Zec becomes the latest battleground for parties

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Making a point ... An MDC-T demonstration clogged the streets in Harare last week.

THE Zimbabwe Electoral Commission (Zec) — which faces a litmus test of credibility after damaging its reputation through a compromised performance during the 2008 and 2013 elections — has become the new battleground for the general elections set for July 30.

By Bernard Mpofu

The main issues of concern for opposition parties and civil society around Zec include the following: Biometric Voter Registration (BVR, which captures unique physical features of voters — fingerprinting being the most commonly used); voters’ roll; printing of ballots; the number of excess ballots to be printed; the number of polling stations and sub-polling stations; and public media coverage of political parties.

In a bid to push for credible polls, Crisis in Zimbabwe Coalition (CiZC) has intensified regional advocacy campaigns by engaging the Southern African Development Community (Sadc) organ on politics, defence and security to urgently look into the Zimbabwean situation ahead of the elections.

A CiZC delegation held on May 30, 2018, a meeting with the Sadc organ on politics, defence and security at the regional bloc’s headquarters in Gaborone, Botswana, to explain the current political and security situation in Zimbabwe and its possible implications on the credibility of the polls.

The delegation also submitted a letter to the Sadc organ on politics, defence and security director, Retired Lieutenant-Colonel Tanki Mothae, outlining civil society demands ahead of the polls.

In the letter, also copied to the Sadc executive secretary Stergomena Lawrence Tax, CiZC said Sadc should ensure the Zimbabwe elections are under conditions which meet the Sadc Principles and Guidelines Governing Democratic Elections. 

The letter explicitly says the current government in Zimbabwe, led by President Emmerson Mnangagwa, lacks legitimacy as it came in through a military coup last November.

“While Zimbabwe is set to hold elections during the second half of 2018, we raise key concerns around inadequacies on the part of the Zimbabwe Electoral Commission to administer a credible electoral process. The involvement of the military and traditional leaders in elections remains unaddressed,” it says.

“Based on pronouncements by the current government, there are valid fears that the 2018 elections will be highly militarised and traditional leaders are continuing on a partisan path to influence electoral outcomes in violation of Section 208 of the Constitution of Zimbabwe which bars the former from engaging in partisan politics.”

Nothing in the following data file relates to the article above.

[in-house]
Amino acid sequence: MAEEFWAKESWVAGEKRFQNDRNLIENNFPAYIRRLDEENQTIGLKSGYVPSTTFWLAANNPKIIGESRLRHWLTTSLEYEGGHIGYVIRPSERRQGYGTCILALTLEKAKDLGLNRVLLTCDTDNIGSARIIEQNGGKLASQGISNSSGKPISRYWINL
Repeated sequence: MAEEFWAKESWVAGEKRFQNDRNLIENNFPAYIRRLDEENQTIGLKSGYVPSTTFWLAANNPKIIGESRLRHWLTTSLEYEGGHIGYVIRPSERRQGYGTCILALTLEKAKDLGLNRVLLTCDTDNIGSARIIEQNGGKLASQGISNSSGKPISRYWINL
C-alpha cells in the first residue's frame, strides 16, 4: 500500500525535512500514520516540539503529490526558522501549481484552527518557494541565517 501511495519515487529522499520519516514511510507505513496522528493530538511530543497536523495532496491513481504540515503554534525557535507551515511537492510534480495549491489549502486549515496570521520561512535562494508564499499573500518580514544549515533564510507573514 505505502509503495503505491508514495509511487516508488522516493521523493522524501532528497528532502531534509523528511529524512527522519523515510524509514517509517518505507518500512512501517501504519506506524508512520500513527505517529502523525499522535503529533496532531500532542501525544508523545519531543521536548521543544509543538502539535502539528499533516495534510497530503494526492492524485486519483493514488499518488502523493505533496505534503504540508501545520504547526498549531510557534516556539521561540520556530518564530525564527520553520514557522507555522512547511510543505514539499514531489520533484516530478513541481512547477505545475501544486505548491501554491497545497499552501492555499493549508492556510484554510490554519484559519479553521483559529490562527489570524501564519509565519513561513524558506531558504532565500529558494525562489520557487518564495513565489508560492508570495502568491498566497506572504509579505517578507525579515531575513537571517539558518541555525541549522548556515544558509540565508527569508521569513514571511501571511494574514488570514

Election Resource Centre (ERC) director Tawanda Chimhini said yesterday at the launch of the non-governmental body’s elections reform barometer report although there has been an improvement in political, tolerance, elections administration and the electoral process in general, Zec should improve transparency and accountability ahead of elections.
“There are calls on Zec to improve on transparency and accountability,” he said.

“It should review some of the administrative issues. One does not need to change laws to implement certain reforms. In that vein, the bulk of the issues of reforms being called for by the likes of the MDC Alliance are within Zec’s purview to address.”

CiZC raised concern that although various election observer missions, including the Sadc Election Observer Mission to Zimbabwe for the 2013 general elections, highlighted serious problems in the electoral processes, most of them remain unaddressed. In its latest research titled Biometric Voter Registration Observation Report, the Zimbabwe Election Support Network (ZESN), a non-governmental organisation, said while Zec managed to register over five million voters through BVR under difficult conditions, it has serious shortcomings.

“The report commends Zec for administering the BVR process in admirable fashion, under stringent conditions including limited time for full and proper training and acclimatisation of its agents with this new voter registration system. ZESN found Zec to be responsive, in the main, to emergent issues during the BVR process, including through constant ad hoc and programmed engagements with stakeholders.

“Zec’s successful implementation of the BVR process is perhaps best represented by the fact that by the end of the BVR mop-up exercise on the 10th of February, Zec had registered approximately, 5 325 631 people. This figure, represented approximately 73,5% of eligible voters, surpassing Zec’s target of 70%.

“The successes notwithstanding, ZESN observed some challenges in the processes, regarding inclusivity, preparedness, fair distribution of registration centers and resources, and access to full analysable information, amongst other elements.”

The opposition MDC Alliance staged a massive demonstration on Tuesday to pressure Zec to address these issues which would have a major bearing on the elections outcome. The ruling Zanu PF’s reaction protest to this flopped. The opposition has threatened to roll out more countrywide protests to pressure Zec to hold free, fair, transparent and credible elections.

One thought on “Zec becomes the latest battleground for parties”

  1. NOMUSA GARIKAI says:

    President Mnangagwa had the opportunity to implement the democratic forms but chose to do nothing. We cannot afford to allow Zanu PF to hold this nation to ransom for another day!

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